A whole value is a quantity used to describe things in a domain. Whole values are not themselves things, but measures of things. As such they do not have an identity of consequence.
For example, we might say a company is worth 50,000,000 dollars. Some thing, the company, its stock, or a proposed investment, is being measured. The thing is a real object while the 50,000,000 dollars is a value, a property of the thing.
In object oriented computing it is commonplace and good practice to model values as objects. Key to this is defining a notion of equality that is independent of object identity. Another key, and the point of the WholeValue pattern, is that the objects model the whole property being measured, not just some part of it. In the example above the whole value is 50,000,000 dollars, not just 50,000,000 and not just "dollars".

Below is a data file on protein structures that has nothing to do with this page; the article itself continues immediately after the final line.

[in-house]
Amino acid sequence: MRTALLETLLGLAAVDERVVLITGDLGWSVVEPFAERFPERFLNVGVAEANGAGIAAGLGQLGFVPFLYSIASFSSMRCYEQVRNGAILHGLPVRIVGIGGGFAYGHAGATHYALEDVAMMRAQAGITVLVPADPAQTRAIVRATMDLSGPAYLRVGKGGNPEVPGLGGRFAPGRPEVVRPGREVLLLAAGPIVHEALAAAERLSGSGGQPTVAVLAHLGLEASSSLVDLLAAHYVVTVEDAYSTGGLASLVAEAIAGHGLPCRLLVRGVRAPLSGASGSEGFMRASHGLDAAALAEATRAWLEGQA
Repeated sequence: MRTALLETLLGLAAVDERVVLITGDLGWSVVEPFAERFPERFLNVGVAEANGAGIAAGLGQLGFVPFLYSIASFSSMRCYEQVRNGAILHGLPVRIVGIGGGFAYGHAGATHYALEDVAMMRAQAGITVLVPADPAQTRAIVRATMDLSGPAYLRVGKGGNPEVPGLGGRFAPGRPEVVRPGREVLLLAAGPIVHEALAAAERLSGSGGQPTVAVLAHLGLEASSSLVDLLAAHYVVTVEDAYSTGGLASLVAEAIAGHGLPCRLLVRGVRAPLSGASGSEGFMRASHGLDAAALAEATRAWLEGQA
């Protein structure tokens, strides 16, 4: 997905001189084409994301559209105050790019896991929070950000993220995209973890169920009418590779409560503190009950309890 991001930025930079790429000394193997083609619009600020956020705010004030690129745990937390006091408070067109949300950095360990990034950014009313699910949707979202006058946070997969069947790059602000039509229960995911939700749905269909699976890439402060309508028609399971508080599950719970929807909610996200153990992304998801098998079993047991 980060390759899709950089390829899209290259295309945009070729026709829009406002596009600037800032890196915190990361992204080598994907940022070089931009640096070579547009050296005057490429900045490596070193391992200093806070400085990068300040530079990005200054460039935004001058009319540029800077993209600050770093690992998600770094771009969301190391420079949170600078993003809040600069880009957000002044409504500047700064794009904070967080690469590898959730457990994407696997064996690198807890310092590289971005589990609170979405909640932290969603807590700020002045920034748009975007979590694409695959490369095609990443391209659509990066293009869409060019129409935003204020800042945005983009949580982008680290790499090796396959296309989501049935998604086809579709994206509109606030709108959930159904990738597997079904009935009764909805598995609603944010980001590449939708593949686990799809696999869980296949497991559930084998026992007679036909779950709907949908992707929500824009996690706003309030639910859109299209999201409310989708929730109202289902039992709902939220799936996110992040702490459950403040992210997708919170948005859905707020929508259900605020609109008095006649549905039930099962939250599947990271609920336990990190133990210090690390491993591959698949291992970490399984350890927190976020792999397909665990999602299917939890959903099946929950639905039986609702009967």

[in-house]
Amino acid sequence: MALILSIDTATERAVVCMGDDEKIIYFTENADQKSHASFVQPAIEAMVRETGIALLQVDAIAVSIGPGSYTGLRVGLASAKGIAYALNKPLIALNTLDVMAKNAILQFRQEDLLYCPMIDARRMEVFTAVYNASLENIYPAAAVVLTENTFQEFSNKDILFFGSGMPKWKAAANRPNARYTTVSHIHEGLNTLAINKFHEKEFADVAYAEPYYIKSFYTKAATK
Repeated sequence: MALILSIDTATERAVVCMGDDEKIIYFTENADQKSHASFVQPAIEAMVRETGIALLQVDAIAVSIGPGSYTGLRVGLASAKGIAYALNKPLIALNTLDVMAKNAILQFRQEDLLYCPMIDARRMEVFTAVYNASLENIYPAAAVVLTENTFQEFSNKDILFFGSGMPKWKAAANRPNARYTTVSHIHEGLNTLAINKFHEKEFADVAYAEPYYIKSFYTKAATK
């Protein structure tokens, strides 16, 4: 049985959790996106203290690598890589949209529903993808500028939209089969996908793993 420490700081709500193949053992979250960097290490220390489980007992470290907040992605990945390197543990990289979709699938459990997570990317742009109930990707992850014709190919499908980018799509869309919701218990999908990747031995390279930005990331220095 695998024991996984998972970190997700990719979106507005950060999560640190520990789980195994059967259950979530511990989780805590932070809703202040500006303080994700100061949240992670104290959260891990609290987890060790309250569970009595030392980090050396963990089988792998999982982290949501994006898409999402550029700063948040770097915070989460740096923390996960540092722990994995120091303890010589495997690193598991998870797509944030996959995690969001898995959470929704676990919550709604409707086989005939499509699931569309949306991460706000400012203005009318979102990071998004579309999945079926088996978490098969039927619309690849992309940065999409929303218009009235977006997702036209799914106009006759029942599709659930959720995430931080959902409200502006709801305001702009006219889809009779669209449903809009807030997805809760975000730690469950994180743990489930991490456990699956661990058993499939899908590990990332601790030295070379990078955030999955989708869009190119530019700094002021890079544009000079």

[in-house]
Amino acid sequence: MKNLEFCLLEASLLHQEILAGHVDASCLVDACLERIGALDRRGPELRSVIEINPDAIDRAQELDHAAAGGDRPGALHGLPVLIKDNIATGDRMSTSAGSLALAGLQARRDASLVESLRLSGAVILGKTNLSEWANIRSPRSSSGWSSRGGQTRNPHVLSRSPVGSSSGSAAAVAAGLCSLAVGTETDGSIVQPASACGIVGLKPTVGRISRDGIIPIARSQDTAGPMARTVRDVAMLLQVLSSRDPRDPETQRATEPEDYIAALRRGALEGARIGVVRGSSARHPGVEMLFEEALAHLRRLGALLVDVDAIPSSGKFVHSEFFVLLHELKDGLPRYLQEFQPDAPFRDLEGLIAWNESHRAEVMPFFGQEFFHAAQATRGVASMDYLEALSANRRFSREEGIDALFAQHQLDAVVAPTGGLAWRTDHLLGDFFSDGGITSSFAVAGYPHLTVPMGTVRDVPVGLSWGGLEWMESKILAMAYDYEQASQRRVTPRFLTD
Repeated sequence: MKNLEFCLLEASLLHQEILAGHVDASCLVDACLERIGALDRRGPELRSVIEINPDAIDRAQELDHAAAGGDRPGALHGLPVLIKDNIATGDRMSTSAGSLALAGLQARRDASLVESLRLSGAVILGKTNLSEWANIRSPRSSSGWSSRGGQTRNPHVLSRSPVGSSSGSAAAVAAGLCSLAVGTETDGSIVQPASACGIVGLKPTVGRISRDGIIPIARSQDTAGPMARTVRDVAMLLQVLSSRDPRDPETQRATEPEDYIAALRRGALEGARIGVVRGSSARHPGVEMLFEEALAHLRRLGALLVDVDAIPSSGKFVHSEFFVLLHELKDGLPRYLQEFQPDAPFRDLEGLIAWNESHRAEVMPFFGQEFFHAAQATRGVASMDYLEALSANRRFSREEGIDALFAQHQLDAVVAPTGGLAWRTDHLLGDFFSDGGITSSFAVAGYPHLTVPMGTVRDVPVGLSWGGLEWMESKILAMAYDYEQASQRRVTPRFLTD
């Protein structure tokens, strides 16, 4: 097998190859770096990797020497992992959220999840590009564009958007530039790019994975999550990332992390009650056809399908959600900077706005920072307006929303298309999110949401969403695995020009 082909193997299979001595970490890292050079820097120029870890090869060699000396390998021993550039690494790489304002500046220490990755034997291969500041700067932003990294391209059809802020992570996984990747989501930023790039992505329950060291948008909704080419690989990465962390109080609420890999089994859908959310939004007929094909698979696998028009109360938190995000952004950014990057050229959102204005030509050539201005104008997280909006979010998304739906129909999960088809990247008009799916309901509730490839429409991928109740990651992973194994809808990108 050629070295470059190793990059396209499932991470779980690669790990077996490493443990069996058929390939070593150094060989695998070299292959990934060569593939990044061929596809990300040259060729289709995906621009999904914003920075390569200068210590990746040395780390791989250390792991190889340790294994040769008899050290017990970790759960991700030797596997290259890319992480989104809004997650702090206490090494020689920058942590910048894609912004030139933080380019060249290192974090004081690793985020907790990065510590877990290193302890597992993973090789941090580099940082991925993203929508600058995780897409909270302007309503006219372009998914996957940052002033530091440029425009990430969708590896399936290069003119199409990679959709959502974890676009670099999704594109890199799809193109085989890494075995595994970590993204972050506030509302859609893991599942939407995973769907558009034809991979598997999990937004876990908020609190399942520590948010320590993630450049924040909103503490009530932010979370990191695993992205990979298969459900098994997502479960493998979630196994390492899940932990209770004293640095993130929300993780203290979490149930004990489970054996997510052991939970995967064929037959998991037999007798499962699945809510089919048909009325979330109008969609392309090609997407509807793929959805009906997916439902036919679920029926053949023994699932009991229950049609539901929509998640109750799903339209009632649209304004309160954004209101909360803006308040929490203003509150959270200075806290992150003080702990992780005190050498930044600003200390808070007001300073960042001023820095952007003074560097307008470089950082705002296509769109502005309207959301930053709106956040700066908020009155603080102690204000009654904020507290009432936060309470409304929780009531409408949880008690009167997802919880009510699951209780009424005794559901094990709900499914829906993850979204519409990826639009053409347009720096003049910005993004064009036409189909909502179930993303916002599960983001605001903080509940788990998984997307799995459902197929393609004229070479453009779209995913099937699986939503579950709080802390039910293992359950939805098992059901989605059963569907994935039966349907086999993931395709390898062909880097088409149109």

WholeValue is a concept introduced to the pattern world by WardCunningham's ChecksPatternLanguage where its partitioning of checking responsibility is featured. For example, if I know a field will contain a whole value or nil, I do not have to be concerned with any conditions outside those modeled by the whole value once I have established that it is not nil. The whole value pattern argues that whole values should be entered in single fields and checked to be well formed in one place (In Fit the TypeAdapter is, or is an interface to, that one place).
|Last edited April 20, 2005
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